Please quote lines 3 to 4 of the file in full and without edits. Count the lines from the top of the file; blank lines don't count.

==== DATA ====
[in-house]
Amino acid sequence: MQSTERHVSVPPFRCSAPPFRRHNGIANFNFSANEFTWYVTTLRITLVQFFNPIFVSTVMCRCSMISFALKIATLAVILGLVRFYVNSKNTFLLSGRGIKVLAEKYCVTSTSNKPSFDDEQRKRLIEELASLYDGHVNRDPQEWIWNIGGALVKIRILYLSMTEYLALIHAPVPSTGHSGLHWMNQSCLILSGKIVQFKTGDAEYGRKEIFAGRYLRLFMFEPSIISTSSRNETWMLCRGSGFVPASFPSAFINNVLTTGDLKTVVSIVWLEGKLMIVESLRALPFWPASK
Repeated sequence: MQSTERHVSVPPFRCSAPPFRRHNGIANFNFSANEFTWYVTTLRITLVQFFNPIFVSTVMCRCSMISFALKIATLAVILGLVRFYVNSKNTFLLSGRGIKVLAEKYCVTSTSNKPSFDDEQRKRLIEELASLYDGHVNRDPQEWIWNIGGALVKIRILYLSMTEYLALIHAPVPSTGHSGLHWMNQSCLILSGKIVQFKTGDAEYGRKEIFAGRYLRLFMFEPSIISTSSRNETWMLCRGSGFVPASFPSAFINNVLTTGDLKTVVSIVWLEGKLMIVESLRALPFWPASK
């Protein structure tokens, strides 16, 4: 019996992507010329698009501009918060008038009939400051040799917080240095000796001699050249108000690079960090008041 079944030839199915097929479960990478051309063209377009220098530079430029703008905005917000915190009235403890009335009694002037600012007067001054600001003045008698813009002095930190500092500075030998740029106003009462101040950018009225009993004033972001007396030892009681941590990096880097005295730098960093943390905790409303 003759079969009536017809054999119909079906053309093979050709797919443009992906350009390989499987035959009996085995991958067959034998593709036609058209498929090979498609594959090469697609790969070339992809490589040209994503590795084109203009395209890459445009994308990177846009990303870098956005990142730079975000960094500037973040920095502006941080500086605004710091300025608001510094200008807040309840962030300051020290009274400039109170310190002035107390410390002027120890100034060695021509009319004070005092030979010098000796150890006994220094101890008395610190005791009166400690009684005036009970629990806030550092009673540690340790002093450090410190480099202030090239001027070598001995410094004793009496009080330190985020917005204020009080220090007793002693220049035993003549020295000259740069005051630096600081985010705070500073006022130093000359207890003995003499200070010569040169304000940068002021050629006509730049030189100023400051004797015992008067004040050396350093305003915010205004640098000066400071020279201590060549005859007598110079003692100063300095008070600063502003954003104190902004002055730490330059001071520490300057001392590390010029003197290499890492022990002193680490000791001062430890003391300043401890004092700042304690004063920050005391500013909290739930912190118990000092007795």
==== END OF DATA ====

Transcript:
Repeated sequence: MQSTERHVSVPPFRCSAPPFRRHNGIANFNFSANEFTWYVTTLRITLVQFFNPIFVSTVMCRCSMISFALKIATLAVILGLVRFYVNSKNTFLLSGRGIKVLAEKYCVTSTSNKPSFDDEQRKRLIEELASLYDGHVNRDPQEWIWNIGGALVKIRILYLSMTEYLALIHAPVPSTGHSGLHWMNQSCLILSGKIVQFKTGDAEYGRKEIFAGRYLRLFMFEPSIISTSSRNETWMLCRGSGFVPASFPSAFINNVLTTGDLKTVVSIVWLEGKLMIVESLRALPFWPASK
């Protein structure tokens, strides 16, 4: 019996992507010329698009501009918060008038009939400051040799917080240095000796001699050249108000690079960090008041 079944030839199915097929479960990478051309063209377009220098530079430029703008905005917000915190009235403890009335009694002037600012007067001054600001003045008698813009002095930190500092500075030998740029106003009462101040950018009225009993004033972001007396030892009681941590990096880097005295730098960093943390905790409303 003759079969009536017809054999119909079906053309093979050709797919443009992906350009390989499987035959009996085995991958067959034998593709036609058209498929090979498609594959090469697609790969070339992809490589040209994503590795084109203009395209890459445009994308990177846009990303870098956005990142730079975000960094500037973040920095502006941080500086605004710091300025608001510094200008807040309840962030300051020290009274400039109170310190002035107390410390002027120890100034060695021509009319004070005092030979010098000796150890006994220094101890008395610190005791009166400690009684005036009970629990806030550092009673540690340790002093450090410190480099202030090239001027070598001995410094004793009496009080330190985020917005204020009080220090007793002693220049035993003549020295000259740069005051630096600081985010705070500073006022130093000359207890003995003499200070010569040169304000940068002021050629006509730049030189100023400051004797015992008067004040050396350093305003915010205004640098000066400071020279201590060549005859007598110079003692100063300095008070600063502003954003104190902004002055730490330059001071520490300057001392590390010029003197290499890492022990002193680490000791001062430890003391300043401890004092700042304690004063920050005391500013909290739930912190118990000092007795």